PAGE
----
Renée: I remember them but not by name. There was one room for the artists and another room for the writers.

Robbins: Everyone worked in the office?

Renée: And the artists used to call the writers animals. [Robbins laughs.] And they were. They were really outrageous sometimes.

Robbins: What was the first comic they gave you to draw?

Renée: The first comic was Jane Martin. I couldn't draw, but I mean, I drew her.

Robbins: But then you got better very quickly.

Renée: Well I learned, yeah. And you know, I used to draw from the time I was 3. I was always drawing. But I wanted to go in a different direction. It wasn't comic strips.

Robbins: I know that by 1946, you were doing Senorita Rio and Werewolf Hunter and The Lost World.

Renée: Yes, the Werewolf Hunter came first. And I sort of saved that strip because that also was a strip nobody wanted. That's why they gave it to me.

Robbins: But you did a gorgeous job. And there was always some really wonderful strange exotic woman in them.

Renée: OK. [Laughs.] All right. And then Senorita Rio. And I just wanted to say with all these comic strips and also this name Senorita Rio, it's sort of like a fantasy. Senorita Rio got clothes that I couldn't have, you know, she had a leopard coat and she wore these high-end shoes and all of this and had adventures and was very daring and beautiful and sexy and glamorous and all of that.

Robbins: Yes it is. It's a perfect fantasy. But you were also very beautiful and glamorous. You looked like her.

Renée: I had a big bust and I would hide it and I was sort of embarrassed about all of this. And then I kept marrying and my first marriage — it didn't count. It was annulled.

Robbins: That was Eric Peters?

Renée: No, no. I was involved with somebody who was a physicist, who had worked with Einstein actually. And also in that room at Columbia, you know, where they developed the atom bomb. He was a very neurotic, very brilliant young man. And he wanted to marry me, and I felt I couldn't marry him. And then he was pursuing me, and I wanted to get away from him. The only way I could get away was to marry somebody else. And that's what I did, and this was somebody who was safe. But after a very, very short time, I knew this was meaningless, really. Then I met Eric Peters, a friend of mine. He was from Vienna. He had the same birthday [as Renée], but I was half his age. And anyway, I got an annulment, and he [the first husband] was very nasty. Because I had hurt him, you know. And then I married Eric Peters, who was well known as a cartoonist. He worked for Collier's and the Saturday Evening Post.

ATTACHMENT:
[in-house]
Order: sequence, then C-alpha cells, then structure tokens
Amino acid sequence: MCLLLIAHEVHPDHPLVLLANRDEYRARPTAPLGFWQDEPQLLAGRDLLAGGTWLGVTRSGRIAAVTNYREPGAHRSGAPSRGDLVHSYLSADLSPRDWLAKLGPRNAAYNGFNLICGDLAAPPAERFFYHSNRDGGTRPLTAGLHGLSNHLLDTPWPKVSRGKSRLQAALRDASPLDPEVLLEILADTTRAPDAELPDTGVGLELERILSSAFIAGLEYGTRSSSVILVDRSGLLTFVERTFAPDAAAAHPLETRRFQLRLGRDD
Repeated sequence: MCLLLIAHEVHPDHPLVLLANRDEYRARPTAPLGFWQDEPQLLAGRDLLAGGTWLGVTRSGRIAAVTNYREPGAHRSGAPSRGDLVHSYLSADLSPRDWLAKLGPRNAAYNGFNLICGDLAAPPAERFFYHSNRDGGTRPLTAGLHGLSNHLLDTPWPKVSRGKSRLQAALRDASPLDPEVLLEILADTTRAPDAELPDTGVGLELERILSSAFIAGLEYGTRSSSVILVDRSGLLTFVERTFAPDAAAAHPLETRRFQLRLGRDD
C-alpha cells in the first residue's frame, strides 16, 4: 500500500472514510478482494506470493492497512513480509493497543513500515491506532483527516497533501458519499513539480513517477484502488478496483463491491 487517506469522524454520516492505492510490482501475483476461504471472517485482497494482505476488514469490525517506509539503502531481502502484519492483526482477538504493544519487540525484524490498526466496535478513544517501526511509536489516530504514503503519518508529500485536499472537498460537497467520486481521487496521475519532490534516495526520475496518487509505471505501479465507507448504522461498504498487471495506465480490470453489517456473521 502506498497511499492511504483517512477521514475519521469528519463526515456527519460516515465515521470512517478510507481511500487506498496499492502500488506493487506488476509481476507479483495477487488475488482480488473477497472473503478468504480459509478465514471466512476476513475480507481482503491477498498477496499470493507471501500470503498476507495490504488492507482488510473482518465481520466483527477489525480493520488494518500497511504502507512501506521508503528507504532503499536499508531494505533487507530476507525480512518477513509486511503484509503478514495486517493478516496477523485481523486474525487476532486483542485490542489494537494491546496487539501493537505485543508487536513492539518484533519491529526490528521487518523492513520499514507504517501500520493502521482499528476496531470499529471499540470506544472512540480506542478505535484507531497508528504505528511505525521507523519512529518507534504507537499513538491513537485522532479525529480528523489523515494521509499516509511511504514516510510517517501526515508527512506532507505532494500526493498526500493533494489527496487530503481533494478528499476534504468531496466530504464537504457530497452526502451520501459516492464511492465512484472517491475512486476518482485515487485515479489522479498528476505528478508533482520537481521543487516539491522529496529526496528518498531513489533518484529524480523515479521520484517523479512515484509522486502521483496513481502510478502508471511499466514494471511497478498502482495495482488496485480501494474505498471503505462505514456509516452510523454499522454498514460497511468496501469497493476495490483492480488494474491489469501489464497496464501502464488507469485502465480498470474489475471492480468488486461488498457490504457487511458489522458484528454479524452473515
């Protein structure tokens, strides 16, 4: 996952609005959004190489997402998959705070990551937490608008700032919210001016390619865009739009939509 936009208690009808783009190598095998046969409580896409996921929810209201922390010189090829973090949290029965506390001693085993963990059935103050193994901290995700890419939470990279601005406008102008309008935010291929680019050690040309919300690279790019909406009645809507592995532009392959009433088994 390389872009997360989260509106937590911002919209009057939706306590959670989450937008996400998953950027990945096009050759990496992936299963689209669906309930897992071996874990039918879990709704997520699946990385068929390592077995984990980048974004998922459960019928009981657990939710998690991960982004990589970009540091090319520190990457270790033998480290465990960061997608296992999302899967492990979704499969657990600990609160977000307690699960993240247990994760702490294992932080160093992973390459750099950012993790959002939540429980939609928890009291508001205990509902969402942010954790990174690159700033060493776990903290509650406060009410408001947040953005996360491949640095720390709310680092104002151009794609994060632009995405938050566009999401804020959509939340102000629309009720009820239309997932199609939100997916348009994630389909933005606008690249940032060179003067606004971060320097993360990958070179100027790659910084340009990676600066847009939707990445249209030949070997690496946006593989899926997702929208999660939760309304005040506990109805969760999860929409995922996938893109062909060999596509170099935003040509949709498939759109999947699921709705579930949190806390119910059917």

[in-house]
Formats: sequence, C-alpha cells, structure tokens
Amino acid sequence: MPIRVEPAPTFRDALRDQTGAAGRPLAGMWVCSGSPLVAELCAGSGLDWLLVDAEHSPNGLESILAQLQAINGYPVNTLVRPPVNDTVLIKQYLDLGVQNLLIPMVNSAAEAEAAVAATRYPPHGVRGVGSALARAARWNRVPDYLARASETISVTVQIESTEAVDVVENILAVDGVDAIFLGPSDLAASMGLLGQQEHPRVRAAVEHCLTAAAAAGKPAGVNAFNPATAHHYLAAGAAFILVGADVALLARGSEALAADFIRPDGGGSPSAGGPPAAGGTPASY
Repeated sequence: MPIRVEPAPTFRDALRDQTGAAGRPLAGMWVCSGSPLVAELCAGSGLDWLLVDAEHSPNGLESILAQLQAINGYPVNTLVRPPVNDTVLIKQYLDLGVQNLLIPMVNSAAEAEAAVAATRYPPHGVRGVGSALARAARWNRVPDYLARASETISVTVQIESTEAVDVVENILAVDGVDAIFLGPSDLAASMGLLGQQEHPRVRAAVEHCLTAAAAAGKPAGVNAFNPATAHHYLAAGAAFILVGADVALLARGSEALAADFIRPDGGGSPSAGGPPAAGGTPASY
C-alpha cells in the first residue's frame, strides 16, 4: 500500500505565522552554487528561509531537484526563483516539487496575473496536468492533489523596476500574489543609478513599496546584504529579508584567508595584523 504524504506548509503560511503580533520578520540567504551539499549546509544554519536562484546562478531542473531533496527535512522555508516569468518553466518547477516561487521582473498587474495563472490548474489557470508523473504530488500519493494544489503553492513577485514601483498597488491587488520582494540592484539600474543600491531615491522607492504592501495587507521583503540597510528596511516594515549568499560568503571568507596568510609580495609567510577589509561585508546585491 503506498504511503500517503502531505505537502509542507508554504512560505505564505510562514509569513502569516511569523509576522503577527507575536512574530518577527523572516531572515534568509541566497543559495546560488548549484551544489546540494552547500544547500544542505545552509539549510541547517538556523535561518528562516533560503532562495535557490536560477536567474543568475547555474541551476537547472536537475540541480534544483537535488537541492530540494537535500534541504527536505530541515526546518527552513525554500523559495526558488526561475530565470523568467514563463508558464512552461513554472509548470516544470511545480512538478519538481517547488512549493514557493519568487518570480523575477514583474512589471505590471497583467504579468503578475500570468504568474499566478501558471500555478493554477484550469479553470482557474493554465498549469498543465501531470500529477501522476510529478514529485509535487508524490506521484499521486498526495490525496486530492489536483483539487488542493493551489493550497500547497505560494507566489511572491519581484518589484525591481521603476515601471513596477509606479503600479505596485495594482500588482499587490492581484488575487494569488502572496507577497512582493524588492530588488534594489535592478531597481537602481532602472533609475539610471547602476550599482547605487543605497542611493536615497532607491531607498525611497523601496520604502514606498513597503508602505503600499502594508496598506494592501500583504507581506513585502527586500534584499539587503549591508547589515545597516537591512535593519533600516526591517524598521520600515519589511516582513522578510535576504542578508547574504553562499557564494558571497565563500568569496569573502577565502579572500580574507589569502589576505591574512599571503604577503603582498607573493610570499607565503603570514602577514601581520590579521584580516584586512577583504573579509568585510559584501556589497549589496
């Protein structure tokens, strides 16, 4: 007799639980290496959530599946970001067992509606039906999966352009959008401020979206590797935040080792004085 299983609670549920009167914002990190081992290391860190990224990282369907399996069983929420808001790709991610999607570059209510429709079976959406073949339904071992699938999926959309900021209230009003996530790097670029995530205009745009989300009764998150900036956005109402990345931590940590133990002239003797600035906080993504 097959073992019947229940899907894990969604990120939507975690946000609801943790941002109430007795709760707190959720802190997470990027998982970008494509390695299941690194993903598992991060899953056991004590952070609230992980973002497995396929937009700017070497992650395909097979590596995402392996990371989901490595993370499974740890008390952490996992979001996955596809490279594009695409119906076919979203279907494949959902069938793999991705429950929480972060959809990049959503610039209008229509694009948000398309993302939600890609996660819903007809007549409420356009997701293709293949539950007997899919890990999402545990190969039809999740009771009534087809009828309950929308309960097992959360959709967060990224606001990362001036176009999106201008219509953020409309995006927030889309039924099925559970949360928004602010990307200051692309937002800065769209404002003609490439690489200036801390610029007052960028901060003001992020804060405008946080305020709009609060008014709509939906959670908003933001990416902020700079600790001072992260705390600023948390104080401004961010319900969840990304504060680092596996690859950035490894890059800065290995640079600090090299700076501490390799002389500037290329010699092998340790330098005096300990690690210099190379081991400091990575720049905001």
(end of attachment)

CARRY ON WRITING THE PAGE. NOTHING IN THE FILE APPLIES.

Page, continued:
Robbins: And then you also did comics together.

Renée: That was much later. It was after Fiction House had moved out of New York.

Robbins: And you worked for Saint John, right?

Renée: Yes, I worked with Saint John, but not with Eric. That was these romances that I showed you. And the comic strip about Abbot and Costello. And after that, we also did comic books for Borden's, Elsie the Cow.

Robbins: Yes, you told me. I'm curious. Did you ever read The Amazing Adventures of Kavalier and Clay?

Renée: Of course I did. I mean, of course. [Laughs.]

Robbins: Because there're such similarities, you know? The teenager who escapes from the Nazis and —

Renée: Yeah, right, right.

Robbins: So you noticed the similarities, huh?

Renée: Of course.

Robbins: You liked it?

Renée: Yes, it was so well-written.

Robbins: When you stopped doing comics, you continued as an artist?

Renée: Well, I did some children's books and I also wrote some plays. I think I mentioned that to you. I also did textile designs for Lanz of California, and designed jewelry for Willy Woo.

Robbins: Yes. And the plays were performed?

Renée: In the little theater of Hunter College. One was called Superman in Sleep's Embrace, and it was about Hitler having a nightmare. It was bad comedy. You know, black comedy. I'm really more proud about my plays and other things than the comics [Robbins laughs] but I shouldn't say that. One more thing: My only real marriage was to Randolph Phillips, and I had a daughter, Nina, and a son, Rick, with him. And I have four lovely grandchildren named Chloe, Nicholas, Andrew and Jason, who all like the fact that their grandmother was a comic-book artist.

Writer and retired cartoonist Trina Robbins calls herself a feminist pop-culture herstorian. She has produced a dozen books in as many years on various aspects of women's history, writing about dark goddesses, Irish women, women who kill and women who create comics. She is the writer of GoGirl!, the girls' graphic novel series she produces with Anne Timmons.